The chasing pack was made up entirely of past or future Major winners: Wayne Grady, Ernie Els, Couples, John Daly and Fuzzy Zoeller.
“It hit me going to the 1st tee on Sunday,” says Norman.
“I looked at the leaderboard and thought, ‘Whoa, this is the Who’s Who of golf.’
“I knew half those players were probably going to come at me hard so I would have to go hard myself. I was excited because I knew those guys wanted to beat me just as much as I wanted to beat them.”
Pavin’s putter ran cold but Faldo, Langer and Norman went at it.
It was only after Norman came within an inch of holing his approach to the 9th to set up his fourth birdie of the day that he opened up a two-shot lead.
“Larry Bird [of Boston Celtics fame in the NBA] and I have played a lot of golf together,” adds Norman, “and I always remember he said that if the Celtics were one point down with one second left, he always wanted the ball. I thought about that as I walked to the 10th tee: here we are, Larry Bird. Let’s take it to the house now.”
Royal St George’s can unnerve golfers with all the peaks and hollows of its fairways, and by testing a golfer’s confidence and course knowledge with an array of blind tee shots. Norman did his homework, attacked the course from the tee and reaped the reward.
“Once you know where to drive the golf ball, over all those blind sand dunes, your fairway becomes wider, because often you are driving across a fairway rather than straight down the middle of it,” explains Norman.
“A lot of guys were laying up short while I was taking a line that would sometimes even go over the gallery.”
“Greg was an aggressive player anyway,” reflects Harmon, “but he drove the ball so well that week.
“The control of his ball flight, the shapes of his shots, he was in total control. In the final round, he put on a driving clinic, and the distance control of his irons, in strong winds, was perfect. Greg was as calm as I have ever seen him in the final round of a Major.”
Outlasting his rivals
Faldo started to leave crucial putts short on the back nine, while Langer drove out of bounds on the narrow 14th. Norman was in tunnel vision.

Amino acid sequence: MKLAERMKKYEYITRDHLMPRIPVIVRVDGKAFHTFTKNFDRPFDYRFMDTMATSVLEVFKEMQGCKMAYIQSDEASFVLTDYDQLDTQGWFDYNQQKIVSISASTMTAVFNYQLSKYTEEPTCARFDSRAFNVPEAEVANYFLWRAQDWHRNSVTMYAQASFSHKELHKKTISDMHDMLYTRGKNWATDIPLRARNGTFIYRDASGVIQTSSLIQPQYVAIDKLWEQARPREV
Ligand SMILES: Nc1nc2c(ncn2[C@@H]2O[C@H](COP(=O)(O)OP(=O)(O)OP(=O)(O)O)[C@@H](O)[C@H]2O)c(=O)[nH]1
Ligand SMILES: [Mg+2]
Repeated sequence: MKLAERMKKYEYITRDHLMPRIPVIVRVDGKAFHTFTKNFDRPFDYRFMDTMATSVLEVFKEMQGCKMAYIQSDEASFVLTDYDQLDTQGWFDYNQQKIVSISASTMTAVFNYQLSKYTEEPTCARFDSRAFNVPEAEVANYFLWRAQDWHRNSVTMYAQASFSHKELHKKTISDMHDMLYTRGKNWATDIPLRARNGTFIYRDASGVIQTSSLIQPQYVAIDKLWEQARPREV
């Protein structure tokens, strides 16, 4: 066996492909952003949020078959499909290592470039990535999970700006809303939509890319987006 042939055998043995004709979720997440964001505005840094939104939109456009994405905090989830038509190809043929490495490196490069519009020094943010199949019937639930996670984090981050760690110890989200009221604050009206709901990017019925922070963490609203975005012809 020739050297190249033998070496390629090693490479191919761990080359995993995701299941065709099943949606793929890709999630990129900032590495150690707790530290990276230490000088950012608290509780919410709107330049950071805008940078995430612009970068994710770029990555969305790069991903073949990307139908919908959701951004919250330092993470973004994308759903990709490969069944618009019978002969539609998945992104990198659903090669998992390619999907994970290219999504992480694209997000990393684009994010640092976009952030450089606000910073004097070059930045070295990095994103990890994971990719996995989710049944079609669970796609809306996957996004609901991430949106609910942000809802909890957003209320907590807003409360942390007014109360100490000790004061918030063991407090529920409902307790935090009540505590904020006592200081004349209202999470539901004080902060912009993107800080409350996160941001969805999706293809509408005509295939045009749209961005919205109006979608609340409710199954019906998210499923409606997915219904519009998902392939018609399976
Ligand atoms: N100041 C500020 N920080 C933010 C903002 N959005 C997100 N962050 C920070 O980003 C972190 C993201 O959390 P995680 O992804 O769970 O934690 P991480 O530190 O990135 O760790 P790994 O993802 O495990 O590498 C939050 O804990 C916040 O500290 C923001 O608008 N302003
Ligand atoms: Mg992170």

“Langer drove out of bounds but I knew exactly my aim point,” he recalls.
“It was four miles in the distance and that was all I saw. I didn’t even think about out of bounds. I just got up to the tee and hit my shot. The wind was coming hard from ten o’clock and that is dangerous when you have out of bounds on the right.”
Norman smashed it down the middle and marched to a two-shot victory over Faldo. The Queenslander had saved his best till last, shooting 64 and finding all 14 fairways.
“From Greg that day, that might have been the best round of golf I have ever witnessed,” admitted Langer as he reflected on his third near miss at St George’s.
“Greg played flawless golf, and I could have played a lot worse. I shot 67 in the final round.”
At St George’s in 1981, Bill Rogers won on 276; in 1985, Sandy Lyle won on 282; in 1993, Faldo finished on 269, Langer on 270, with Norman on 267 to set a new Open scoring record.
“It was phenomenal,” adds Harmon.
“Faldo took a one-shot lead into the final round and shot 67. Usually, if you do that, guess what, you win.”
Gene Sarazen – 91 at the time and the oldest living Open Champion, who had set a low scoring record next door at Prince’s in 1932 – was on hand to tell Norman, “It was the most awesome display of golf I have seen in 70 years.”
Watch: Royal St George’s Open Vlog –
“That is one of the beauties of sport when the legends who have gone before you recognise what you have done,” reflects Norman.
“When a legend recognises the quality of what you have delivered, it stays with you forever. You don’t get those compliments often. You don’t go out there seeking them but when you receive one, it is a validation of all of your preparation, your execution, all the hard work.”
Henrik Stenson is the only champion to better Norman’s 267, posting 264 at Royal Troon in 2016.
But Norman set the mark for today’s generation of stars to chase at St Geroge’s.